Other factors that should be considered when choosing the fluorophores and optimizing the immunofluorescence staining are spectral overlap and channel bleed-through. Having fluorophores with spectrally overlapping emission profiles can make it challenging to disentangle the different emission channels, even when filters isolate specific channels, as there can be unwanted emissions from another channel.

As well as choosing fluorophores with well-separated emissions and balancing the relative amounts of each fluorophore according to their brightness, another strategy is to use fluorophores that absorb at different wavelengths so that they are not excited simultaneously.


Despite the complexities of multiplexing for immunofluorescence image analysis, the ability to simultaneously record multiple channels has clear benefits in regards to the quality of information that can be obtained. The right tissue cytometer for image acquisition and data analysis can also make the process more straightforward.

TF SPECTRA is a multispectral imaging set-up capable of recording the emission of up to 8 markers when combined with our StrataQuest’s unmixing algorithms. Many possible artifacts, like channel bleed-through, can be potentially corrected with the right post-processing software.

TF SPECTRA is designed, among others, for high-end immunofluorescence image analysis and uses tunable liquid crystal filters to offer much greater flexibility in the wavelength filtering than is achievable with standard filters. Such filters can be tuned at speed to build lambda stacks to rapidly help with data correction.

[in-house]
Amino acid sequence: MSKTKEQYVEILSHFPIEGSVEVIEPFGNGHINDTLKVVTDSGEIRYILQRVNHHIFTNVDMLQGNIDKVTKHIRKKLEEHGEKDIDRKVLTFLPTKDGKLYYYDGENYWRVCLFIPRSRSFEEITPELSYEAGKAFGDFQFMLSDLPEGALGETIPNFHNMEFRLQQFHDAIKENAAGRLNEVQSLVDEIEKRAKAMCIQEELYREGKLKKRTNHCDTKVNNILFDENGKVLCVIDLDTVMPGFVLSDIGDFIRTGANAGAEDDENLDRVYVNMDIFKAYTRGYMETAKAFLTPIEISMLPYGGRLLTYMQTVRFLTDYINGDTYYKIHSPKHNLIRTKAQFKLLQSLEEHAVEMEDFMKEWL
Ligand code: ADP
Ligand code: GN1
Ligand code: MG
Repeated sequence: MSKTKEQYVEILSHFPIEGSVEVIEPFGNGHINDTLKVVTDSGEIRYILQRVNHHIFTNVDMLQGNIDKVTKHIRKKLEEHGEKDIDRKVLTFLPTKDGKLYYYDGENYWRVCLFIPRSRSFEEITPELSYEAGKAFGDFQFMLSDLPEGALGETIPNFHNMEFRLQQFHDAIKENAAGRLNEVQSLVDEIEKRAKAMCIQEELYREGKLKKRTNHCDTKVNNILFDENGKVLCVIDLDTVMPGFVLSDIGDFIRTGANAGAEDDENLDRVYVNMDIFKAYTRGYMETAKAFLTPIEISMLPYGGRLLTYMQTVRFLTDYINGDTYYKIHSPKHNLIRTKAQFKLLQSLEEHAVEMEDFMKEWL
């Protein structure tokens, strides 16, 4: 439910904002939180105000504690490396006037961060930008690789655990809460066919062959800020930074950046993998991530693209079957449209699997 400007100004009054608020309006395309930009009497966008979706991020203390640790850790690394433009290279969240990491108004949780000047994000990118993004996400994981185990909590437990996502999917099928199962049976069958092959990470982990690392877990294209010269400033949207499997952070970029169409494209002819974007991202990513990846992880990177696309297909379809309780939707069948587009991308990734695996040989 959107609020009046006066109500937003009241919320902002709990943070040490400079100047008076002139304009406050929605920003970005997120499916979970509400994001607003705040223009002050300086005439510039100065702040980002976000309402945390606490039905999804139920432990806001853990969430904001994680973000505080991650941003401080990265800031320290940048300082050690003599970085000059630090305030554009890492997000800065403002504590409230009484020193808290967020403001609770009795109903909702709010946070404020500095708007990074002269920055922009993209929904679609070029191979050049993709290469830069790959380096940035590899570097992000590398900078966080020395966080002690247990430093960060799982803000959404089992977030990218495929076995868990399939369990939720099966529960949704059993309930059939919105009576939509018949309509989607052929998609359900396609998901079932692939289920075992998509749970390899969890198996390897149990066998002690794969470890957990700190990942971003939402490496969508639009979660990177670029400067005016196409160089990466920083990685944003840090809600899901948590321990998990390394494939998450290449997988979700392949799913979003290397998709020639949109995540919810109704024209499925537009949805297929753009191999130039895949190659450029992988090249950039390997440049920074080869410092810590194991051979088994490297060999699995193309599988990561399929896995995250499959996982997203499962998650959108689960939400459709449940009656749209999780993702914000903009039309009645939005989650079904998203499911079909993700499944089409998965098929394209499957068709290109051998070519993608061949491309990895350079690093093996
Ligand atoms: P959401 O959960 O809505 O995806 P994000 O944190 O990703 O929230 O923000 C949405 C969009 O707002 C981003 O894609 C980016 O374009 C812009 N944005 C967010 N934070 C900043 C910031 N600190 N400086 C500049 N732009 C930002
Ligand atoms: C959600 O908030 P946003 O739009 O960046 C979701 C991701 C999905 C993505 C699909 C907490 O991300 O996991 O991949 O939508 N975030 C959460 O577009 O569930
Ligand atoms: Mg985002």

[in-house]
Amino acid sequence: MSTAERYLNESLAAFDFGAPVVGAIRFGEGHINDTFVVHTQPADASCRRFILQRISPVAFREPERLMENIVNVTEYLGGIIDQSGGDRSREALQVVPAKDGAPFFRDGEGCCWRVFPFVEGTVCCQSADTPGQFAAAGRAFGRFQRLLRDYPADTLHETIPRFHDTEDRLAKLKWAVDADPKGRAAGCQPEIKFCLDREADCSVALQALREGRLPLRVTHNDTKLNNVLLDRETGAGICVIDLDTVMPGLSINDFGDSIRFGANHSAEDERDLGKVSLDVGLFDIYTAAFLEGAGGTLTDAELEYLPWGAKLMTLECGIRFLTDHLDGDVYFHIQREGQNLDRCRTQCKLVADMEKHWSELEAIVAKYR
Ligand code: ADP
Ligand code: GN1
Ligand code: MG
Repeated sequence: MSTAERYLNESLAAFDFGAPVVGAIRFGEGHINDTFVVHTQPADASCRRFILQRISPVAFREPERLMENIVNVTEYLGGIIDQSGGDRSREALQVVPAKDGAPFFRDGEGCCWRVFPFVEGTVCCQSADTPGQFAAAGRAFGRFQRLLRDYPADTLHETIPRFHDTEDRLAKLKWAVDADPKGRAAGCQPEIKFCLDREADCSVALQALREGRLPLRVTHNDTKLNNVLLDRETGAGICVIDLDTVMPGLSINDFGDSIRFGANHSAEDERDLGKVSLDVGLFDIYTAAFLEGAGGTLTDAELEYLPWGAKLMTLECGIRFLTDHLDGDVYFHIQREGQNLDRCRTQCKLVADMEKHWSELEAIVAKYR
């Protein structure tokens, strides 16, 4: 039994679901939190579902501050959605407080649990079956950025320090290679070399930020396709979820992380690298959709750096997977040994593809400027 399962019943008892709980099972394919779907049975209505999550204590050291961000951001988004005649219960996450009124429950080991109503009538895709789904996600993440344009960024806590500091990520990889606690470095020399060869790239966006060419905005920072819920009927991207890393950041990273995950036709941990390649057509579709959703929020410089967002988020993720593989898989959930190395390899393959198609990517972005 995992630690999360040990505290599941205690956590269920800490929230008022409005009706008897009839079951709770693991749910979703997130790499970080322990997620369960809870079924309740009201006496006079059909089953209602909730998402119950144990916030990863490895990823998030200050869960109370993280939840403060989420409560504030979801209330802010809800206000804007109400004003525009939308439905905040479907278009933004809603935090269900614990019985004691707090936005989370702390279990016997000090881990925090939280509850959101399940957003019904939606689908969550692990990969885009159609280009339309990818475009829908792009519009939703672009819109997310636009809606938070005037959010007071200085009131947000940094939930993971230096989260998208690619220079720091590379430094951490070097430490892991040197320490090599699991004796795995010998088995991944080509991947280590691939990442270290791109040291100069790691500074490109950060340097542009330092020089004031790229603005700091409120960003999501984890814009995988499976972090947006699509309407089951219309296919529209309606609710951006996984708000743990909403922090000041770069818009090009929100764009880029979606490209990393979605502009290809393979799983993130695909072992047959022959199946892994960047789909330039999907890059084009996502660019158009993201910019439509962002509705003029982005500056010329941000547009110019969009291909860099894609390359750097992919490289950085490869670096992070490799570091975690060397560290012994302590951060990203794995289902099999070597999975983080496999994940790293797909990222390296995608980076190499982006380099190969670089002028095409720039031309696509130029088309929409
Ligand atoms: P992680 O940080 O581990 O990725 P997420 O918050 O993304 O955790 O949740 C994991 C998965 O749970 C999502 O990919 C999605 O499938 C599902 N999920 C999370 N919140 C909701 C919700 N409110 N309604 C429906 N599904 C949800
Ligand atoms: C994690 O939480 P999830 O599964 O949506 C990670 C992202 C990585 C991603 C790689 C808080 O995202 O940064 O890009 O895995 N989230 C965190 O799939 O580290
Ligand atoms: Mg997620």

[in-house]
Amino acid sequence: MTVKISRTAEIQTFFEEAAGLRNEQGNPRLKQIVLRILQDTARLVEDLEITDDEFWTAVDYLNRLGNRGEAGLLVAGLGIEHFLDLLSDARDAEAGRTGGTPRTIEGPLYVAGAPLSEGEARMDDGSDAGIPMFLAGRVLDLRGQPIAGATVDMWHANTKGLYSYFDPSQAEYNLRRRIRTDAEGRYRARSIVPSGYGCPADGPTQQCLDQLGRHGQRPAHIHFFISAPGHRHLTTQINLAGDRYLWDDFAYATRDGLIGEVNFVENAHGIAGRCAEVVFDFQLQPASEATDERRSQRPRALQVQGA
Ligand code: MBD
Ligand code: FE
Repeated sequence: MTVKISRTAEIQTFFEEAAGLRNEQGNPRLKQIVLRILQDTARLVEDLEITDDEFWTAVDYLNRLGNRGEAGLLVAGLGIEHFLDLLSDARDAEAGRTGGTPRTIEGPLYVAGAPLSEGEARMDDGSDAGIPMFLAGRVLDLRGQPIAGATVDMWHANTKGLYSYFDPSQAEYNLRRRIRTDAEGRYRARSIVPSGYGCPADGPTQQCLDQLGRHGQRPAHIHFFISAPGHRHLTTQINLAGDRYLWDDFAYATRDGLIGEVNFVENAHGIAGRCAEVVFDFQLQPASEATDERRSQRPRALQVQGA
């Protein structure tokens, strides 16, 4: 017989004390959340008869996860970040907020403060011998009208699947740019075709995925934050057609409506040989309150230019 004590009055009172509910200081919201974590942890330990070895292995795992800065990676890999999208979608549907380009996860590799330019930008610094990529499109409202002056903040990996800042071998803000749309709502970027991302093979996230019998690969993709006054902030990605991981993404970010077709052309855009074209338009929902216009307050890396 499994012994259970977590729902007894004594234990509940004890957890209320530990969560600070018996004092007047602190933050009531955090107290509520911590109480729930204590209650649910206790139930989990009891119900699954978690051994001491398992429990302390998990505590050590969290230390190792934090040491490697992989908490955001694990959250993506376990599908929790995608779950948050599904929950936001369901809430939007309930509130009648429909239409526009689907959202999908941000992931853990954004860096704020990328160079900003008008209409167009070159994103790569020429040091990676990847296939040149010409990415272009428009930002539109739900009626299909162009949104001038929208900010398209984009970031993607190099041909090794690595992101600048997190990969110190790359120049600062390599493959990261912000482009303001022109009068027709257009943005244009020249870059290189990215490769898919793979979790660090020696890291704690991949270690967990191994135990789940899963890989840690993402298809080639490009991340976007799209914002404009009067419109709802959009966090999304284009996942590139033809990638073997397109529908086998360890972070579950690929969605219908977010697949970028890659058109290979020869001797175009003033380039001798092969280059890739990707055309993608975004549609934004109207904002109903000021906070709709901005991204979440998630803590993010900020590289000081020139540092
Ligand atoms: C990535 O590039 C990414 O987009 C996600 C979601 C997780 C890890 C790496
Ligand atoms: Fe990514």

Contact us today to find out how the high degree of automation on our TF SPECTRA could accelerate your immunofluorescence image analysis; and how combining this with StrataQuest for automated workflows could speed up the process of immunological studies, screenings, and therapeutics development. 


References and Further Reading

  1. Wilson, C. M., Ospina, O. E., Townsend, M. K., Nguyen, J., Moran Segura, C., Schildkraut, J. M., Tworoger, S. S., Peres, L. C., & Fridley, B. L. (2021). Challenges and opportunities in the statistical analysis of multiplex immunofluorescence data. Cancers, 13(12). https://doi.org/10.3390/cancers13123031
  2. Lee, C. W., Ren, Y. J., Marella, M., Wang, M., Hartke, J., & Couto, S. S. (2020). Multiplex immunofluorescence staining and image analysis assay for diffuse large B cell lymphoma. Journal of Immunological Methods, 478(July 2019), 112714. https://doi.org/10.1016/j.jim.2019.112714
  3. Rojas, F., Hernandez, S., Lazcano, R., Laberiano-Fernandez, C., & Parra, E. R. (2022). Multiplex Immunofluorescence and the Digital Image Analysis Workflow for Evaluation of the Tumor Immune Environment in Translational Research. Frontiers in Oncology, 12, 1–15. https://doi.org/10.3389/fonc.2022.889886
  4. Thurin, M., Cesano, A., & Editors, F. M. M. (2020). Biomarkers for Immunotherapy of Cancer. Spinger Protocols. https://link.springer.com/protocol/10.1007/978-1-4939-9773-2_22